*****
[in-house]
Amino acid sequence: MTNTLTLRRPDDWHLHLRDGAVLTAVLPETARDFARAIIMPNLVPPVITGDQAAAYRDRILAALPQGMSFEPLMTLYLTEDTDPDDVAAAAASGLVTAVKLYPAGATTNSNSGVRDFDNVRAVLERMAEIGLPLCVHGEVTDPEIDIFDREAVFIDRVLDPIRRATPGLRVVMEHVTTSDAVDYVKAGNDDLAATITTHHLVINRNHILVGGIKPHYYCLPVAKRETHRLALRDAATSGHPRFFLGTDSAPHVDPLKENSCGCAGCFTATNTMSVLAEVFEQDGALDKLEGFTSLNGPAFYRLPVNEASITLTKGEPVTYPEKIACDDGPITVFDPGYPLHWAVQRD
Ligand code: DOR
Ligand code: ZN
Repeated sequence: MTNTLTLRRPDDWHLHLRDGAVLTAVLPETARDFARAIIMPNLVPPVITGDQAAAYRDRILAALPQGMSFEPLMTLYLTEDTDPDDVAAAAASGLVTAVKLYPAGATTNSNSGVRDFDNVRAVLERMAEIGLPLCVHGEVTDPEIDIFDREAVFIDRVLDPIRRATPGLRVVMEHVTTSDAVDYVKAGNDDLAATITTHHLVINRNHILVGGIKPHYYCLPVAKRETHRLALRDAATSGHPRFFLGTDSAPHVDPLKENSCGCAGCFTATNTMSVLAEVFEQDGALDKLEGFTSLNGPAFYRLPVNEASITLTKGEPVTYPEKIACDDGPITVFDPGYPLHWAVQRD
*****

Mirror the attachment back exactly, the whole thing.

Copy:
[in-house]
Amino acid sequence: MTNTLTLRRPDDWHLHLRDGAVLTAVLPETARDFARAIIMPNLVPPVITGDQAAAYRDRILAALPQGMSFEPLMTLYLTEDTDPDDVAAAAASGLVTAVKLYPAGATTNSNSGVRDFDNVRAVLERMAEIGLPLCVHGEVTDPEIDIFDREAVFIDRVLDPIRRATPGLRVVMEHVTTSDAVDYVKAGNDDLAATITTHHLVINRNHILVGGIKPHYYCLPVAKRETHRLALRDAATSGHPRFFLGTDSAPHVDPLKENSCGCAGCFTATNTMSVLAEVFEQDGALDKLEGFTSLNGPAFYRLPVNEASITLTKGEPVTYPEKIACDDGPITVFDPGYPLHWAVQRD
Ligand code: DOR
Ligand code: ZN
Repeated sequence: MTNTLTLRRPDDWHLHLRDGAVLTAVLPETARDFARAIIMPNLVPPVITGDQAAAYRDRILAALPQGMSFEPLMTLYLTEDTDPDDVAAAAASGLVTAVKLYPAGATTNSNSGVRDFDNVRAVLERMAEIGLPLCVHGEVTDPEIDIFDREAVFIDRVLDPIRRATPGLRVVMEHVTTSDAVDYVKAGNDDLAATITTHHLVINRNHILVGGIKPHYYCLPVAKRETHRLALRDAATSGHPRFFLGTDSAPHVDPLKENSCGCAGCFTATNTMSVLAEVFEQDGALDKLEGFTSLNGPAFYRLPVNEASITLTKGEPVTYPEKIACDDGPITVFDPGYPLHWAVQRD